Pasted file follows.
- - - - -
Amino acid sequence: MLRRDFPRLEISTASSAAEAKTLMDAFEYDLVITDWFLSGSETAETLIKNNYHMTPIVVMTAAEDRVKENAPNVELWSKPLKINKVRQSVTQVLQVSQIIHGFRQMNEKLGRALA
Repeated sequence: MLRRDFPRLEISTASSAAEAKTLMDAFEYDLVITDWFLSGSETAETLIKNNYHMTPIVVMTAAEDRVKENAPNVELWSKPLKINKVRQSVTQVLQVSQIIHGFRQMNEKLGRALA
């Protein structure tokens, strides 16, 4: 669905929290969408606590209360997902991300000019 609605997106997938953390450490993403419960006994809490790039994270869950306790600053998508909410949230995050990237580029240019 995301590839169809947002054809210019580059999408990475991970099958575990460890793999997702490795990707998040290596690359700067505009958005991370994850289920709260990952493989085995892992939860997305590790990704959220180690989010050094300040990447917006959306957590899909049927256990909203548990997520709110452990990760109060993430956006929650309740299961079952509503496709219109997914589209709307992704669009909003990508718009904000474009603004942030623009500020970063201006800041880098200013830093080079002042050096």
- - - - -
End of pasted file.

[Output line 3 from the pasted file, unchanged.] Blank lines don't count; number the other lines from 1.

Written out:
């Protein structure tokens, strides 16, 4: 669905929290969408606590209360997902991300000019 609605997106997938953390450490993403419960006994809490790039994270869950306790600053998508909410949230995050990237580029240019 995301590839169809947002054809210019580059999408990475991970099958575990460890793999997702490795990707998040290596690359700067505009958005991370994850289920709260990952493989085995892992939860997305590790990704959220180690989010050094300040990447917006959306957590899909049927256990909203548990997520709110452990990760109060993430956006929650309740299961079952509503496709219109997914589209709307992704669009909003990508718009904000474009603004942030623009500020970063201006800041880098200013830093080079002042050096």